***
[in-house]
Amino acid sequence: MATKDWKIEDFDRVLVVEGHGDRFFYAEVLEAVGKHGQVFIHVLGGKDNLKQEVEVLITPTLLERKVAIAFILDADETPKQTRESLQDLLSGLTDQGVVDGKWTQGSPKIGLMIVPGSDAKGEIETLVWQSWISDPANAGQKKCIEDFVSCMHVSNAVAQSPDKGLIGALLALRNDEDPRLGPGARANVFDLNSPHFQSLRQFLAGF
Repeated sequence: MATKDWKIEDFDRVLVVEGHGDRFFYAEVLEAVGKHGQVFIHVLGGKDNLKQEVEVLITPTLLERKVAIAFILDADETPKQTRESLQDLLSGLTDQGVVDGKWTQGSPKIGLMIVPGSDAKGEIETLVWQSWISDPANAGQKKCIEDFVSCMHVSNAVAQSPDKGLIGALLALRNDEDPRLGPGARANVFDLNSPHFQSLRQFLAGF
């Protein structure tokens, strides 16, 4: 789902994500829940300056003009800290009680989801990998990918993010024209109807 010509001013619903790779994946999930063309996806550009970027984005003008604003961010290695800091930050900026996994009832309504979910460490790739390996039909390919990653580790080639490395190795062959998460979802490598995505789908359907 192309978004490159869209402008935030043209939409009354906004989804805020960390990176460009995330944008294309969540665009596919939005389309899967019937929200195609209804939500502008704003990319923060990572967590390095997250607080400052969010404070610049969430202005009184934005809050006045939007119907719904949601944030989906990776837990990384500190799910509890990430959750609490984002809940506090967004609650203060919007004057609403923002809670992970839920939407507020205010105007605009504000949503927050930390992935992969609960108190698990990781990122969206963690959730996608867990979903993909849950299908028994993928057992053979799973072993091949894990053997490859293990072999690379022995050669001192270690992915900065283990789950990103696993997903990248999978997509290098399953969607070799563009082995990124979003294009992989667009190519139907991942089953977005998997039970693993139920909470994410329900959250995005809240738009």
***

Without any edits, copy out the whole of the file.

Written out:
[in-house]
Amino acid sequence: MATKDWKIEDFDRVLVVEGHGDRFFYAEVLEAVGKHGQVFIHVLGGKDNLKQEVEVLITPTLLERKVAIAFILDADETPKQTRESLQDLLSGLTDQGVVDGKWTQGSPKIGLMIVPGSDAKGEIETLVWQSWISDPANAGQKKCIEDFVSCMHVSNAVAQSPDKGLIGALLALRNDEDPRLGPGARANVFDLNSPHFQSLRQFLAGF
Repeated sequence: MATKDWKIEDFDRVLVVEGHGDRFFYAEVLEAVGKHGQVFIHVLGGKDNLKQEVEVLITPTLLERKVAIAFILDADETPKQTRESLQDLLSGLTDQGVVDGKWTQGSPKIGLMIVPGSDAKGEIETLVWQSWISDPANAGQKKCIEDFVSCMHVSNAVAQSPDKGLIGALLALRNDEDPRLGPGARANVFDLNSPHFQSLRQFLAGF
């Protein structure tokens, strides 16, 4: 789902994500829940300056003009800290009680989801990998990918993010024209109807 010509001013619903790779994946999930063309996806550009970027984005003008604003961010290695800091930050900026996994009832309504979910460490790739390996039909390919990653580790080639490395190795062959998460979802490598995505789908359907 192309978004490159869209402008935030043209939409009354906004989804805020960390990176460009995330944008294309969540665009596919939005389309899967019937929200195609209804939500502008704003990319923060990572967590390095997250607080400052969010404070610049969430202005009184934005809050006045939007119907719904949601944030989906990776837990990384500190799910509890990430959750609490984002809940506090967004609650203060919007004057609403923002809670992970839920939407507020205010105007605009504000949503927050930390992935992969609960108190698990990781990122969206963690959730996608867990979903993909849950299908028994993928057992053979799973072993091949894990053997490859293990072999690379022995050669001192270690992915900065283990789950990103696993997903990248999978997509290098399953969607070799563009082995990124979003294009992989667009190519139907991942089953977005998997039970693993139920909470994410329900959250995005809240738009």